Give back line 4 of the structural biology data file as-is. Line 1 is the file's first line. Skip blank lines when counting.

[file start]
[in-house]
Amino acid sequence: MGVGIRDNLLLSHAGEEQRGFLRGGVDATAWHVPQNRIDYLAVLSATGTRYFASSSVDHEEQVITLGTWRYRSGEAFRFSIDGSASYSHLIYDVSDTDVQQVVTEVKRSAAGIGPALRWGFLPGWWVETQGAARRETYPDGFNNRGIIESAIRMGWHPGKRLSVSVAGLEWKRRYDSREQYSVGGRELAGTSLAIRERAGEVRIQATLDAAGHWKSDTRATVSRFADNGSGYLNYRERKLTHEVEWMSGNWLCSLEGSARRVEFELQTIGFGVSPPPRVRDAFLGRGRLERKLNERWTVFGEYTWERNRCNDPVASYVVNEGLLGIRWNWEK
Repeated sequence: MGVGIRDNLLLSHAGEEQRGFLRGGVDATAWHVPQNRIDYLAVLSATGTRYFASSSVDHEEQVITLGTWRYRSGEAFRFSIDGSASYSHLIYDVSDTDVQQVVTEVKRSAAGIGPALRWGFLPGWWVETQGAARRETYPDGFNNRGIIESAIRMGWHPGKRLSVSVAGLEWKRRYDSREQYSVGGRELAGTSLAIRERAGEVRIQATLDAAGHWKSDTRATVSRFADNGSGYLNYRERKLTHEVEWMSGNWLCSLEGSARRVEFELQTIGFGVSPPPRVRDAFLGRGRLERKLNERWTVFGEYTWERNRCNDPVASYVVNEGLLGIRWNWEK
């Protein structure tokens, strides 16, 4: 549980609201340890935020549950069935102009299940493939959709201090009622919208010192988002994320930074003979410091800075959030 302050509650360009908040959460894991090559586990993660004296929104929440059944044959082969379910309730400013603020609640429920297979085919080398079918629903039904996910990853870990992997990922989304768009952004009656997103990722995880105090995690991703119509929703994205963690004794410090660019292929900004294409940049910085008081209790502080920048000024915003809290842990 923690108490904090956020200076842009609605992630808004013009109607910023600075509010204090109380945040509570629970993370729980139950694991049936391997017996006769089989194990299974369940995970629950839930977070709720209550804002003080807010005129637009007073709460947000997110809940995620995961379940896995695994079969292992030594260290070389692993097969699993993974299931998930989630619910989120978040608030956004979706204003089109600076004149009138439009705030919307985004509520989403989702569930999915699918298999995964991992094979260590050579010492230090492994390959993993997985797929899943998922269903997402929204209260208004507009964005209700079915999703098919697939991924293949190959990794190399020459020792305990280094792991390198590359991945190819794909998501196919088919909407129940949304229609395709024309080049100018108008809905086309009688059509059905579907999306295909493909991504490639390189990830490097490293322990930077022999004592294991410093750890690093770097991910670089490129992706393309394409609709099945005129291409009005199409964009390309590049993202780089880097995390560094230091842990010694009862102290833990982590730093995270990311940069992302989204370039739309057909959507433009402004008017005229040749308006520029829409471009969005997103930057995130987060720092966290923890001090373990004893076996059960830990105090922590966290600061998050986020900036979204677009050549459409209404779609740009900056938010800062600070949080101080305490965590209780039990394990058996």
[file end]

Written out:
């Protein structure tokens, strides 16, 4: 549980609201340890935020549950069935102009299940493939959709201090009622919208010192988002994320930074003979410091800075959030 302050509650360009908040959460894991090559586990993660004296929104929440059944044959082969379910309730400013603020609640429920297979085919080398079918629903039904996910990853870990992997990922989304768009952004009656997103990722995880105090995690991703119509929703994205963690004794410090660019292929900004294409940049910085008081209790502080920048000024915003809290842990 923690108490904090956020200076842009609605992630808004013009109607910023600075509010204090109380945040509570629970993370729980139950694991049936391997017996006769089989194990299974369940995970629950839930977070709720209550804002003080807010005129637009007073709460947000997110809940995620995961379940896995695994079969292992030594260290070389692993097969699993993974299931998930989630619910989120978040608030956004979706204003089109600076004149009138439009705030919307985004509520989403989702569930999915699918298999995964991992094979260590050579010492230090492994390959993993997985797929899943998922269903997402929204209260208004507009964005209700079915999703098919697939991924293949190959990794190399020459020792305990280094792991390198590359991945190819794909998501196919088919909407129940949304229609395709024309080049100018108008809905086309009688059509059905579907999306295909493909991504490639390189990830490097490293322990930077022999004592294991410093750890690093770097991910670089490129992706393309394409609709099945005129291409009005199409964009390309590049993202780089880097995390560094230091842990010694009862102290833990982590730093995270990311940069992302989204370039739309057909959507433009402004008017005229040749308006520029829409471009969005997103930057995130987060720092966290923890001090373990004893076996059960830990105090922590966290600061998050986020900036979204677009050549459409209404779609740009900056938010800062600070949080101080305490965590209780039990394990058996």